"I think this quarter was a wake-up call. We're seeing these stocks get hit on margins and sell off dramatically," said Erin Browne, director of global macro trading at Citigroup. "It's definitely picking up steam and becoming much more on the tops of investors' minds, and it's only going to continue as we move through 2011."
This is the token chart presented by the WSJ, which anyone who lived through 2008 could have seen coming from a mile away:
Even that permabull among bulls, Morgan Stanley is issuing warnings:
Some worry that many analysts aren't taking the lower margins into account and are overestimating future profit margins. Adam Parker, Morgan Stanley's chief U.S. equity strategist, says consensus earnings estimates for the rest of the year imply that analysts continue to see margins expanding. That leaves plenty of room for disappointment if rising commodity prices bite deeply into companies' margins.
"Some analysts may be guilty of 'over-extrapolating' the recent margin improvements into their forward outlooks," and companies that fail to meet these heightened expectations may find themselves punished by the market, Mr. Parker warned in a recent note to clients.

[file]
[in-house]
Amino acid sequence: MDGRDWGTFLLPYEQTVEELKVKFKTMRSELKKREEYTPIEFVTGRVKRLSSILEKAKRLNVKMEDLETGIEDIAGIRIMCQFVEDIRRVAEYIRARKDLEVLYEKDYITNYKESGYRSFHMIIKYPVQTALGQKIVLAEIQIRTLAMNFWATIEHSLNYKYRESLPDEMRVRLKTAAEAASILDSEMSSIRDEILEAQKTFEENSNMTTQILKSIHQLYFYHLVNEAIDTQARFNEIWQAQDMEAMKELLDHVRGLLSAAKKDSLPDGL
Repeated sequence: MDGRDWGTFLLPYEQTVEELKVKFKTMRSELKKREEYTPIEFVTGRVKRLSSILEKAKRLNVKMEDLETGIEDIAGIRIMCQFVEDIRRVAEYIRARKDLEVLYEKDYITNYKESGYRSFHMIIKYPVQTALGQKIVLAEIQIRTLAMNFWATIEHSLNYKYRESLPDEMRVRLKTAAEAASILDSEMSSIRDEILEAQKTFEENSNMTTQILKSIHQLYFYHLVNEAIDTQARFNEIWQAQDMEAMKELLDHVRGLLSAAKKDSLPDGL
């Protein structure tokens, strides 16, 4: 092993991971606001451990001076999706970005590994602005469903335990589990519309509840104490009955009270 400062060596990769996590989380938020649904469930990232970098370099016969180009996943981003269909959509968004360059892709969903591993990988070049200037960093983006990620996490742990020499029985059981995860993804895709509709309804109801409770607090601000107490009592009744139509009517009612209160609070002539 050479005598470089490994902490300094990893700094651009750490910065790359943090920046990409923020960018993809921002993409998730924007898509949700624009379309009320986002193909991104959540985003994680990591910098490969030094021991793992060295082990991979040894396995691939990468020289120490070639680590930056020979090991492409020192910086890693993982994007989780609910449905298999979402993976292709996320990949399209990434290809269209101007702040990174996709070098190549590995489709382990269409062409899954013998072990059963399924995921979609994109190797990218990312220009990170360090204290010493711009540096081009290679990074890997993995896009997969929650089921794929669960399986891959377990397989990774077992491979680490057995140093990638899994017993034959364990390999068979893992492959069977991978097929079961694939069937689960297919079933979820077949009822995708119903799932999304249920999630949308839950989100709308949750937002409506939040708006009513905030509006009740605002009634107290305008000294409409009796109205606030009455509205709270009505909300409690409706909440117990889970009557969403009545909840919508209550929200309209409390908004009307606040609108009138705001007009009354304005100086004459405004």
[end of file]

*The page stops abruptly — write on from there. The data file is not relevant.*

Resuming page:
Just who may Parker be envisioning? Why the pathological liars from Goldman Sachs of course, where displacing the truth by 179 degrees under the stern eye of Goebbels exhumated corpse has become a fetish.
Cue David Kostin:
Inflation is the initial topic raised by investors in every meeting. Discussion subsequently shifts in one of two directions: (a) the impact rising prices will have on profit margins and earnings; or (b) the impact higher inflation will have on bond yields and the implications for equity valuation. Both subjects are worthy topics for analysis and debate.
However, the initial premise that inflation is rising may be an incorrect assumption. Simply put, most indicators suggest inflation is falling, not rising. In 2011, the perceived risk to US equity prices from inflation vastly overestimates the actual risk, in our view. Investors should consider the historical evidence and our forecasts before finalizing portfolio decisions.
Unlike China where home prices continue to surge, most Americans would not use housing and inflation in the same sentence. Housing is critical to the consumer inflation outlook because it accounts for 41% of the basket of goods used to measure headline CPI and 49% of the core CPI. High unemployment means labor inflation pressures are also likely to remain low.